My legs wobble with the weight of the bar, my hips refuse to do anything except gyrate like I’m twerking awkwardly at a Taylor Swift concert. David Cross – he’s the brave strength coach who took on the challenge of adding muscle mass to my fragile skeleton – is patiently talking me through the deadlift technique, but right now, my muscles, my joints, they all have other ideas.

I drop the bar. On my feet.


That was two weeks ago when it dawned on me that 26 years of slouching in front of computers, and never ever stepping foot in the gym had sapped my strength, badly. And those first few days? Those are big learning days.

But don’t start thinking this is a post about being defeated. This is a story of an uphill battle, that first hurdle you have to climb over when you start challenging yourself. And waiting for you on the other side? Well, for me, I persevered. I’m not struggling with the bar anymore. I’m deadlifting 50kg and still have 10 weeks left to reach my goal of breaking triple digits.

Want to rewind back to week 1, head here. For now, here are my the lessons I learnt lifting weights for the first time:

1. Prepare to Fail

I push myself hard in the gym, and Cross pushes me even harder. But the reality is that you’ll hit a point – and for me it’s usually on the last set of my suitcase carries – that your grip strength gives out and your kettle bell lands on the ground with a big metallic thwump.

In the moment: it doesn’t feel good. Imagine taking the world’s most efficient microscope and dialling it in on your weakness. Those first days you’re going to go home and lie on the couch, in a ball of agony and exhaustion, and tell yourself: “What the hell am I doing? My body can’t do this.”

But you’ll wake up the next morning (a slow process when every muscle is screaming at you to stay under the covers) and do it all over again. And yes, you’ll drop things, or lose your footing during a move and stumble awkwardly. But no matter how much you struggle, if you get through that hour, you’re stronger than you were the day before.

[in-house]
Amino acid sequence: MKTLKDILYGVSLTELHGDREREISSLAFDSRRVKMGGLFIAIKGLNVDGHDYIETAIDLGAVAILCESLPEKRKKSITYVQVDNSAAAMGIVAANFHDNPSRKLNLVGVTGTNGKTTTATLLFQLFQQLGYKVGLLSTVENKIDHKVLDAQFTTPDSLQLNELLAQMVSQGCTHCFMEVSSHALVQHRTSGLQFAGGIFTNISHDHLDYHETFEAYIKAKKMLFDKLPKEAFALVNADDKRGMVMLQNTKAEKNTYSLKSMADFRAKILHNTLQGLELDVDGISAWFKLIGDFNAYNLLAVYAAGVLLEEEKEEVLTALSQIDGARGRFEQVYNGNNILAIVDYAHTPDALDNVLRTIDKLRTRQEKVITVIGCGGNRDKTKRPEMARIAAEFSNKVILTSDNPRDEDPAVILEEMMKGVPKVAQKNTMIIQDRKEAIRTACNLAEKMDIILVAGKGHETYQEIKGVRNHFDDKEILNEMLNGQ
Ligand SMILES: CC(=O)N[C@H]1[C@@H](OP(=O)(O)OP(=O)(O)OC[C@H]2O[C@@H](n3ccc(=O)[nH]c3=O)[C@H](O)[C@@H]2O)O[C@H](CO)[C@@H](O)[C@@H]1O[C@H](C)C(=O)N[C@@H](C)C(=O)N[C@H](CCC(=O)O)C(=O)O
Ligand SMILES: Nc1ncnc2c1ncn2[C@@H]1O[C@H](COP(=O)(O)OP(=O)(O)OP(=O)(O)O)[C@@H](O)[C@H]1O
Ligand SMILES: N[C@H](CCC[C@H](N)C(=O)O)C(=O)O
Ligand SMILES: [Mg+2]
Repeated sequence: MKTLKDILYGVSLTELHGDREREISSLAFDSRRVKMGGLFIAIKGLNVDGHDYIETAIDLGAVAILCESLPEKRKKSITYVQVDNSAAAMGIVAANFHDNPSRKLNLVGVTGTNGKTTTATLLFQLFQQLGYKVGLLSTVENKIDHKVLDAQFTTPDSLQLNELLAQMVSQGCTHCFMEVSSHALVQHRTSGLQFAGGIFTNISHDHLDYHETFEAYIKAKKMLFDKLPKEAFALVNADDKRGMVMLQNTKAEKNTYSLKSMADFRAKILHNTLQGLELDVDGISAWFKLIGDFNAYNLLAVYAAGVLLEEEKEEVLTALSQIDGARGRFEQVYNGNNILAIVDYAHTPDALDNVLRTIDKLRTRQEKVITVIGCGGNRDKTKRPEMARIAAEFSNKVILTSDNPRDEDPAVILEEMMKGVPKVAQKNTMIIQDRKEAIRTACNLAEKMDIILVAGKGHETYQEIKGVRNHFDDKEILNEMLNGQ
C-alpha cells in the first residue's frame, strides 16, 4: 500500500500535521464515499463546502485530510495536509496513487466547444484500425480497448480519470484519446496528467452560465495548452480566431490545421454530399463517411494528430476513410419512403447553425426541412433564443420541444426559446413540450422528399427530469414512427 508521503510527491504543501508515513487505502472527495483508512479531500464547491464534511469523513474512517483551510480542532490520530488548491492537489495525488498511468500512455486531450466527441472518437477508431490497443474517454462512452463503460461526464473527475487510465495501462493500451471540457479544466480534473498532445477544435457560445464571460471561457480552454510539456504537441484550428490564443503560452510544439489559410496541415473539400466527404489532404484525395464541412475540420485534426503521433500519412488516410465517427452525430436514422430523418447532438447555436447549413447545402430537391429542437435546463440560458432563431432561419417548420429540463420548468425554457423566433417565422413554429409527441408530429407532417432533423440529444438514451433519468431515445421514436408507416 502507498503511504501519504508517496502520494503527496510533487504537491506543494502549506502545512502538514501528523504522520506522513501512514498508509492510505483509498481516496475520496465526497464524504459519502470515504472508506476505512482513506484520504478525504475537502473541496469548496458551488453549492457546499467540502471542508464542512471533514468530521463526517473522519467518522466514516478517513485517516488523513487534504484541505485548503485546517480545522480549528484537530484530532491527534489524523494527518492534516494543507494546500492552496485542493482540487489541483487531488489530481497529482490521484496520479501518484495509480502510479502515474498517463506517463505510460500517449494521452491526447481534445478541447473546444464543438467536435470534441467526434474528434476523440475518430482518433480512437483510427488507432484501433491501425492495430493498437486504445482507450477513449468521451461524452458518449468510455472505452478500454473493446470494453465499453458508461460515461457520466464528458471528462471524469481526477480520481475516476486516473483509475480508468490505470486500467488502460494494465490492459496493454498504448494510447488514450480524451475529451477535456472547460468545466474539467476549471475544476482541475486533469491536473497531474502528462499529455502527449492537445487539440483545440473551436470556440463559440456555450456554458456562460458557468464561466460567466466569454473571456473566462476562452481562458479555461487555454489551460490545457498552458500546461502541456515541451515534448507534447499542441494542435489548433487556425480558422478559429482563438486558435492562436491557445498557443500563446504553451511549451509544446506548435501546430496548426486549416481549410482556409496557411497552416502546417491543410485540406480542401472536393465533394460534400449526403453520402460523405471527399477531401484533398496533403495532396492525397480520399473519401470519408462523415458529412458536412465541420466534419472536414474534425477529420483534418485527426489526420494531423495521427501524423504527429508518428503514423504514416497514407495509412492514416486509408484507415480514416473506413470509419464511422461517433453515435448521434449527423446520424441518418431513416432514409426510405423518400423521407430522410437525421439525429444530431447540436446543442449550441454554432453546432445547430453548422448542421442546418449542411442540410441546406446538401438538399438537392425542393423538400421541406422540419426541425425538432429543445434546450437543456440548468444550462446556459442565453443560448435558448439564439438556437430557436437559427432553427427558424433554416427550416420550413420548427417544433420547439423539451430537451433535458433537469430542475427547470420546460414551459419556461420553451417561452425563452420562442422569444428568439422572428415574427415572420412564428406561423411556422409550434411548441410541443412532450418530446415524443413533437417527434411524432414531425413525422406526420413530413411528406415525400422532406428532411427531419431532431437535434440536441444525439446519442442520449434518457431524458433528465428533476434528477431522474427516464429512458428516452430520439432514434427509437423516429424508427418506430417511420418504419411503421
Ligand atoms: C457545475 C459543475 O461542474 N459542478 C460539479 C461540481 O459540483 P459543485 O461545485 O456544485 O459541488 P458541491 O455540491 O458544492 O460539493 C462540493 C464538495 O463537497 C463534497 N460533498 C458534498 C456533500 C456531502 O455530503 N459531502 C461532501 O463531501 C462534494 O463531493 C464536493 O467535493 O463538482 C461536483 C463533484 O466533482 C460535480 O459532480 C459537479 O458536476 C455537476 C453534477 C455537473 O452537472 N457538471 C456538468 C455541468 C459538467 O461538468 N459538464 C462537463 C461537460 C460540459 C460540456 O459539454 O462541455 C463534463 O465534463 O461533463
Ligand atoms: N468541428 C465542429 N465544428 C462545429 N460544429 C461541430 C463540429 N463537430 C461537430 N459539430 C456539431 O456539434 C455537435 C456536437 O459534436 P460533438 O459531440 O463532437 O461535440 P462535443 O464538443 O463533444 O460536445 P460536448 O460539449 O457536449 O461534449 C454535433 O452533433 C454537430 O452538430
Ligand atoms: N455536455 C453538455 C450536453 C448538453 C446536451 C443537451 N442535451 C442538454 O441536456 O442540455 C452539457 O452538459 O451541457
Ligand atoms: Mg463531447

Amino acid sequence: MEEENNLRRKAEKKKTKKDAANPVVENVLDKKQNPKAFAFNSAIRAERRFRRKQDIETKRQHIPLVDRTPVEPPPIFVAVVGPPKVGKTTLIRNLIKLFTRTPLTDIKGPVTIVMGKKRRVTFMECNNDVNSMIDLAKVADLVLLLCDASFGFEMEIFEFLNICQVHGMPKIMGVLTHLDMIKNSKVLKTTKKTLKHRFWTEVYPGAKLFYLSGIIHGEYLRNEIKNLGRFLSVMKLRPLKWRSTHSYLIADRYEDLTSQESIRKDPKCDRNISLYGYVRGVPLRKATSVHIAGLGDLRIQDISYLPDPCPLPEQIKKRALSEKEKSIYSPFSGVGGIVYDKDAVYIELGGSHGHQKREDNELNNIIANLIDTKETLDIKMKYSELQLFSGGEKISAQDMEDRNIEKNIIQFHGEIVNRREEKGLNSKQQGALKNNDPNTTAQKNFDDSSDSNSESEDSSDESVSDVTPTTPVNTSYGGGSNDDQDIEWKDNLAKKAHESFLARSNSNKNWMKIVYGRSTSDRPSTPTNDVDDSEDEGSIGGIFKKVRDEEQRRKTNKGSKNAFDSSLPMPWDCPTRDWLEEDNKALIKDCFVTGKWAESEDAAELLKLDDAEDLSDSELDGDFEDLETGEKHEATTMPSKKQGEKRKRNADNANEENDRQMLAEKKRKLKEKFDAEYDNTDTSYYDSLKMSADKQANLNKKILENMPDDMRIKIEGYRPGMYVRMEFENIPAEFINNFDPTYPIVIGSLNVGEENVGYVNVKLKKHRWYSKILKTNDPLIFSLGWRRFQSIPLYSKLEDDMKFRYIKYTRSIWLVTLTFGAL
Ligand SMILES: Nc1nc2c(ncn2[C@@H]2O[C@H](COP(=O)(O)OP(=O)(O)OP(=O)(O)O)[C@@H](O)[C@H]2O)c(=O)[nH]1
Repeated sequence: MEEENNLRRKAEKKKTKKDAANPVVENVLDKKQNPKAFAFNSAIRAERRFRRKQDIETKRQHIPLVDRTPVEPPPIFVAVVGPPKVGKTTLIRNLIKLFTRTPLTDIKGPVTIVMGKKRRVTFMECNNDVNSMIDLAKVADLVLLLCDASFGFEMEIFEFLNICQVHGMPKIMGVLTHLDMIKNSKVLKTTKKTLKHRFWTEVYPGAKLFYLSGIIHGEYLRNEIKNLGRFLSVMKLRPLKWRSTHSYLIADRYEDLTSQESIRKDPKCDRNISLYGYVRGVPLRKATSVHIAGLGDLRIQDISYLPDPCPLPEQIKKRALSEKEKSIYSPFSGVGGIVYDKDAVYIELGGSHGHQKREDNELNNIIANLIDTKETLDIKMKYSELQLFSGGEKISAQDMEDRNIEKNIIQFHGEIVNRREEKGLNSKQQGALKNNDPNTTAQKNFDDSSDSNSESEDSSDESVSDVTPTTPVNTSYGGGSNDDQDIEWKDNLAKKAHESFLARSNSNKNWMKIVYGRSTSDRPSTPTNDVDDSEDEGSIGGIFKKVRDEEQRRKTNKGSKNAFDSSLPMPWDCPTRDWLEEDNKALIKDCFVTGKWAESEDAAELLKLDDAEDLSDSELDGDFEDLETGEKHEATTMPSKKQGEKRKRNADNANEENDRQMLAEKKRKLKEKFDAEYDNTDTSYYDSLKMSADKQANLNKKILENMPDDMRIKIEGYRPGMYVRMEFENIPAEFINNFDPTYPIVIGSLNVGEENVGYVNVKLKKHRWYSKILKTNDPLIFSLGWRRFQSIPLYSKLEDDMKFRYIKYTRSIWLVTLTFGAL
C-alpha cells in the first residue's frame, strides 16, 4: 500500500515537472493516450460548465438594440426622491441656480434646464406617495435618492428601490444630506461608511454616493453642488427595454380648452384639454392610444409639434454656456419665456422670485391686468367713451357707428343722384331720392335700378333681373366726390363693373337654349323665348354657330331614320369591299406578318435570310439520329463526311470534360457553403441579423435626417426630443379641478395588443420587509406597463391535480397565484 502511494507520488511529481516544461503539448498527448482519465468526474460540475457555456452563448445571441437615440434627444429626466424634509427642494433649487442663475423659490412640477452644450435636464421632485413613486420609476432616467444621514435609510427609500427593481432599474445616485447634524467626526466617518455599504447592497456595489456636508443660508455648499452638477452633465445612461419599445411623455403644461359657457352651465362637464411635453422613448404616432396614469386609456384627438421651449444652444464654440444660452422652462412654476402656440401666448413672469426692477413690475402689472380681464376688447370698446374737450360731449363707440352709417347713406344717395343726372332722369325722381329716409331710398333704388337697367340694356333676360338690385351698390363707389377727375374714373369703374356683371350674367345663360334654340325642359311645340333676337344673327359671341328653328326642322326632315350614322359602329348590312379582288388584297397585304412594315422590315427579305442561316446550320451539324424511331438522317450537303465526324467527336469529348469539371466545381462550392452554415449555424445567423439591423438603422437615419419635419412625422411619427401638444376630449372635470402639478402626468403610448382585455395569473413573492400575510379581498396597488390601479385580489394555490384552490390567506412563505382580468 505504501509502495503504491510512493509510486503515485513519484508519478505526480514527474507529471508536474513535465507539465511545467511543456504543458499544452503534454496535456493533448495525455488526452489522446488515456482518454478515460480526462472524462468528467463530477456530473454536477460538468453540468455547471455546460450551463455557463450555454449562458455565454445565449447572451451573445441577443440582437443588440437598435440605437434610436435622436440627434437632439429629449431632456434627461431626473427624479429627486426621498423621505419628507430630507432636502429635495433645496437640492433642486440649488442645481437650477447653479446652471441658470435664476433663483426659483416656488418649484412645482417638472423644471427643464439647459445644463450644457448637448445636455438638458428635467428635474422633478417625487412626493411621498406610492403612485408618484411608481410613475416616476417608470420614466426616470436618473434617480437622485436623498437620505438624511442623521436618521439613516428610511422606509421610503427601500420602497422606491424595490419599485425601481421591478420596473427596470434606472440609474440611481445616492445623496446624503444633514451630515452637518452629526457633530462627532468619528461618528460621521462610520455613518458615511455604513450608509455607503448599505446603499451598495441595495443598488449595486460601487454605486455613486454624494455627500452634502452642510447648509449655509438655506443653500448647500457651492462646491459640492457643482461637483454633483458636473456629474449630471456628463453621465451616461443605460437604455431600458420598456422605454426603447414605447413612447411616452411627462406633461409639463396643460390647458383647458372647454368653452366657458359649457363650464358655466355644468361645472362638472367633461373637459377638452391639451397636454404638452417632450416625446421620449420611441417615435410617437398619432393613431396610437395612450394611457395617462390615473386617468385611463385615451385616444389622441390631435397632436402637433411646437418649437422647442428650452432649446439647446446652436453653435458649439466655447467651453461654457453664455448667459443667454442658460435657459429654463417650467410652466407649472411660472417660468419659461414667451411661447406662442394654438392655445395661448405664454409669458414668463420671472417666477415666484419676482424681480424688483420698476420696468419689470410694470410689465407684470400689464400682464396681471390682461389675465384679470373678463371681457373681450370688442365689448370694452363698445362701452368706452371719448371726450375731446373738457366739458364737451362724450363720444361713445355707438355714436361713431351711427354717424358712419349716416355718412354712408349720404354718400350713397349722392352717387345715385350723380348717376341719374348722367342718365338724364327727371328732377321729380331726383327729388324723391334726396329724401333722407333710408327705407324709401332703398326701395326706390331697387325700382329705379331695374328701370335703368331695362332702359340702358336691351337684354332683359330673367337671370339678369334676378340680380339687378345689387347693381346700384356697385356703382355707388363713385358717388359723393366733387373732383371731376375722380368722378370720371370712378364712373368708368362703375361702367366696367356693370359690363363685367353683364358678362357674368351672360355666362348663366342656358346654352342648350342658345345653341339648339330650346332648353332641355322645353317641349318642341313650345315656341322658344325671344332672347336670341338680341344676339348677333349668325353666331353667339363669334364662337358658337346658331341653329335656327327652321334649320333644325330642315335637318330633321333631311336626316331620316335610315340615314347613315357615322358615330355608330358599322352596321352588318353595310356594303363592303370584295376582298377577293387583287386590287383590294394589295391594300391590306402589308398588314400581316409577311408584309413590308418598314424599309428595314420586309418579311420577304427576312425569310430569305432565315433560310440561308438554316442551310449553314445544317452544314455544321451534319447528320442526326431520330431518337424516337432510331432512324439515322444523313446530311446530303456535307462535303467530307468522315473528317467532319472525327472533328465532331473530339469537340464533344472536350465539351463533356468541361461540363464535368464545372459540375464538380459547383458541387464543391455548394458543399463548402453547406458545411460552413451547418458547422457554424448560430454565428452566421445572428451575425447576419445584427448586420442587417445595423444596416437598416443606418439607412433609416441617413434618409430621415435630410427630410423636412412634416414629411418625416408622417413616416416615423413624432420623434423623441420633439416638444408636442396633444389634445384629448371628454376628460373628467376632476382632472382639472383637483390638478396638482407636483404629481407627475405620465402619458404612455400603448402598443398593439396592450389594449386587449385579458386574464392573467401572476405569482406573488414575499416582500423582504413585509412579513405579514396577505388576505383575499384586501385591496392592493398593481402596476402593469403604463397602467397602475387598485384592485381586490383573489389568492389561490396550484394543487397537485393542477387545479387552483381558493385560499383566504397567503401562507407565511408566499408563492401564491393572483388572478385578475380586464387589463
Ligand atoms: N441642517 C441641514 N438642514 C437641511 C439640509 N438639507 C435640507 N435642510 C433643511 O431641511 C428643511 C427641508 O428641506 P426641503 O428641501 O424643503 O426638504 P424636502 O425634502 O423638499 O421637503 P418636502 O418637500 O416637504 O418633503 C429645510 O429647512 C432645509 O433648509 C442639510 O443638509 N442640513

2. Form is Everything

Cross wouldn’t let me add weight until I had my technique nailed down. The result? Nights spent at home deadlifting with a broom and squatting with nothing more than my obedient 5kg Miniature Pincher in my hands.

“That’s the big thing,” he says. “I got to the gym and just see so many people doing it wrong. All I can think, that’s an injury, that’s an injury, that’s an injury”. There’s no point racking up the plates before you know what you’re doing. Why? “You’ll hurt yourself and be sidelined for weeks.”

And it’s not only that. If you aren’t doing a lift properly, you aren’t reaping the benefits. Put all the tension in your lower back, and you aren’t tapping into or strengthening your core. Pointless.

Take the time to perfect your form, even if you feel silly doing it. A slipped disc is going to hurt a lot more than having to endure a couple smirks from the bro at the gym – who is probably doing it wrong anyway.

3. Master Your Meals

Training doesn’t end with your final set that day. The way you look, and the way you lift, depends on the way you eat. And the secret? There is no secret, it’s simple. Hit your macros.

If you’re like me, you’ll be starting in the “noob gains” phase of lifting. That means you can eat at maintenance and still pack on muscle mass while cutting body fat. That’s the perfect formula, right?

This calculator will help you figure out exactly what you’re shooting for everyday and you want to make damn sure you hit those numbers.

4. This Week’s Workout

Courtesy of David Cross himself, find workout cards for my second week of training on the Official MHLife Instagram accountJust a disclaimer from the strength coach: “This plan is tailored to his strength level and goals. What works for him? It might not work just as well for you”.